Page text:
CM: How effective has been the use of indigenous knowledge systems in promoting the Trust’s activities in conflict resolution, natural resources management and gender mainstreaming?

AD: Tsuro uses all the knowledge sources, that is traditional, scientific and spiritual. We fully support farmers in their quest for food and seed sovereignty by exclusively promoting farmer-saved seeds. Here l’m talking about open pollinated seeds like chitonga, chindau and mutsvura gudo. These also include mungoza (finger millet) and sorghum as well as local tubers, beans, cowpeas and groundnuts. We also promote indigenous vegetables which are nutrients dense, like mbowaguru and nhanzva. In the mental health project, we encourage traditional and faith healers to work closely with health centres in treatment referrals.

CM: Last year, Cyclone Idai wreaked havoc in most parts of Chimanimani and Chipinge, how did this natural phenomenon affect your programmes. How did you recover from it?

AD: We primarily work on development programmes and so with the Cyclone Idai, we were one of the first organisations to respond as we provided emergency services to those who had lost their relatives. We were also involved in burials of the victims, food provisions, assisting with clean water, disinfecting polluted areas and provision of ventilated latrines. We supported more than 6 000 families who lost seed and crops with 30 tonnes of seed, irrigation pipes, farm implements and 19 tonnes of organic fertilisers.

CM: The world is grappling with the Covid-19 pandemic, how has your Trust come on board in helping to fight this pandemic?

AD: We are supporting Government’s efforts in preventing the further spread of this disease by providing adequate care and support to those who would have been infected. Tsuro has also donated personal protective equipment to health care workers.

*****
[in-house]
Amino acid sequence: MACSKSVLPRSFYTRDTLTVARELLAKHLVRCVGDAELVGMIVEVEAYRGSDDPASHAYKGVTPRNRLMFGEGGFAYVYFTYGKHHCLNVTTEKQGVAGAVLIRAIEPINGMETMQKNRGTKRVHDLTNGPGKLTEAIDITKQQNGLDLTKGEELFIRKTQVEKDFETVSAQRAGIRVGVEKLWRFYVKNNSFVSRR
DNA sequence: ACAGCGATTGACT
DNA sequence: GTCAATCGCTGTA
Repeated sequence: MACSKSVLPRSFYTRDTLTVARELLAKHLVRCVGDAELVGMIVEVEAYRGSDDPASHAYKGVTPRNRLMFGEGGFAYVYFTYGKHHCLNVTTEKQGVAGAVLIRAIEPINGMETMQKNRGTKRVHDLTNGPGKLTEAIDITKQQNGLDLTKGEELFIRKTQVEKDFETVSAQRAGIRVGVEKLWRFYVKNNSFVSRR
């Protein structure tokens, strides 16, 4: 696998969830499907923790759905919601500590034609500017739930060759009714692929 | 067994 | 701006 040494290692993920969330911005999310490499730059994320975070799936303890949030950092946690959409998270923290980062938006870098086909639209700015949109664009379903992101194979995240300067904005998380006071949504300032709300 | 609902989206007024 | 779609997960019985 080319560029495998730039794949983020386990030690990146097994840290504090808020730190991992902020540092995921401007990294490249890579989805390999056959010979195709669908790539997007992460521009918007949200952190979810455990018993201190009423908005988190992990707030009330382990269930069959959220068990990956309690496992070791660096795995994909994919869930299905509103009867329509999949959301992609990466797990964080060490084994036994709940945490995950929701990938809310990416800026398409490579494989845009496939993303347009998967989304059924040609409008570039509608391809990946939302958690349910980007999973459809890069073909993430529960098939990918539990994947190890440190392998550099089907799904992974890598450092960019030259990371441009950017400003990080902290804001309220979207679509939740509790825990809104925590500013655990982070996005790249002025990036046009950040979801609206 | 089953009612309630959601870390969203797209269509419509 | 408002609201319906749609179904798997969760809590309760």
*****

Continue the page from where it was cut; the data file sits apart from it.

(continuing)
Our personnel have also been trained in Covid-19 response. We also donated equipment and PPE worth US$8 000 to Biriiri Rural Hospital’s isolation centre. Two other isolation centres at Mutambara Mission Hospital and Rusitu Hospital got thermometers. We are prepared to chip in with assistance in the event of admissions at the isolation centres in the district.

CM: What are some of the organisation’s new programmes and what are the timelines?

AD: We would like to do more to support Government’s efforts at flattening the curve of Covid-19 infections by providing adequate care to those infected. We need to do more as we operate within the Covid-19 context. We need to support small-holder farmers with sustainable living techniques and agro-ecological practices using green manure. We will also work on water harvesting.

CM: What is your vision for the organisation and Manicaland at large?

AD: We envision an empowered, peaceful and united Manicaland community that has healthy and food secure people.

Tsuro aims to empower the communities to improve their livelihoods, natural resources management, agro-processing and community health. We need a community that uses its natural resources sustainably.

Food processing initiatives and marketing businesses should also be sustainable. We will be working with all stakeholders, including traditional leaders, so that we eliminate the dependency syndrome.